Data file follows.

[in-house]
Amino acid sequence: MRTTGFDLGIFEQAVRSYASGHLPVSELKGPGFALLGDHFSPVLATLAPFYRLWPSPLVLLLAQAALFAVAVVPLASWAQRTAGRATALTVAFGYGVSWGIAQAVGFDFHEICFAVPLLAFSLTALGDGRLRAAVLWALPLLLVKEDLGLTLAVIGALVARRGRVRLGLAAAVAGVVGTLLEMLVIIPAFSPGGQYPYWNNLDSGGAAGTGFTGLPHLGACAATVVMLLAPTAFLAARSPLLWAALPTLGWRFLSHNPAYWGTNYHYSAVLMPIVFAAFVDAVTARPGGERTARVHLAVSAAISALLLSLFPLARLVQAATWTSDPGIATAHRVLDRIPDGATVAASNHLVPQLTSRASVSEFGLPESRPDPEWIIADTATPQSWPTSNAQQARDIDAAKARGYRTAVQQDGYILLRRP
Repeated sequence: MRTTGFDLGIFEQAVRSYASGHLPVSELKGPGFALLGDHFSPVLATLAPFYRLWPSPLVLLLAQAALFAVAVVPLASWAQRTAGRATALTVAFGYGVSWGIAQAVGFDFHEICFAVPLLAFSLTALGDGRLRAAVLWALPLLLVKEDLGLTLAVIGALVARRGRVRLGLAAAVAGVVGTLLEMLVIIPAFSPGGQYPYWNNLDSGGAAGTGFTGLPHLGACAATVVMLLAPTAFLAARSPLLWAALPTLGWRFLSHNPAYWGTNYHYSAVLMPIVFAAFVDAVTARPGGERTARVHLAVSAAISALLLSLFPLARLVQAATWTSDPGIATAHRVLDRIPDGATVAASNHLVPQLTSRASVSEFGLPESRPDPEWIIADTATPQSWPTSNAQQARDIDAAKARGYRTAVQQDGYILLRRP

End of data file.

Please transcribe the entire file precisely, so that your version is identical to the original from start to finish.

[in-house]
Amino acid sequence: MRTTGFDLGIFEQAVRSYASGHLPVSELKGPGFALLGDHFSPVLATLAPFYRLWPSPLVLLLAQAALFAVAVVPLASWAQRTAGRATALTVAFGYGVSWGIAQAVGFDFHEICFAVPLLAFSLTALGDGRLRAAVLWALPLLLVKEDLGLTLAVIGALVARRGRVRLGLAAAVAGVVGTLLEMLVIIPAFSPGGQYPYWNNLDSGGAAGTGFTGLPHLGACAATVVMLLAPTAFLAARSPLLWAALPTLGWRFLSHNPAYWGTNYHYSAVLMPIVFAAFVDAVTARPGGERTARVHLAVSAAISALLLSLFPLARLVQAATWTSDPGIATAHRVLDRIPDGATVAASNHLVPQLTSRASVSEFGLPESRPDPEWIIADTATPQSWPTSNAQQARDIDAAKARGYRTAVQQDGYILLRRP
Repeated sequence: MRTTGFDLGIFEQAVRSYASGHLPVSELKGPGFALLGDHFSPVLATLAPFYRLWPSPLVLLLAQAALFAVAVVPLASWAQRTAGRATALTVAFGYGVSWGIAQAVGFDFHEICFAVPLLAFSLTALGDGRLRAAVLWALPLLLVKEDLGLTLAVIGALVARRGRVRLGLAAAVAGVVGTLLEMLVIIPAFSPGGQYPYWNNLDSGGAAGTGFTGLPHLGACAATVVMLLAPTAFLAARSPLLWAALPTLGWRFLSHNPAYWGTNYHYSAVLMPIVFAAFVDAVTARPGGERTARVHLAVSAAISALLLSLFPLARLVQAATWTSDPGIATAHRVLDRIPDGATVAASNHLVPQLTSRASVSEFGLPESRPDPEWIIADTATPQSWPTSNAQQARDIDAAKARGYRTAVQQDGYILLRRP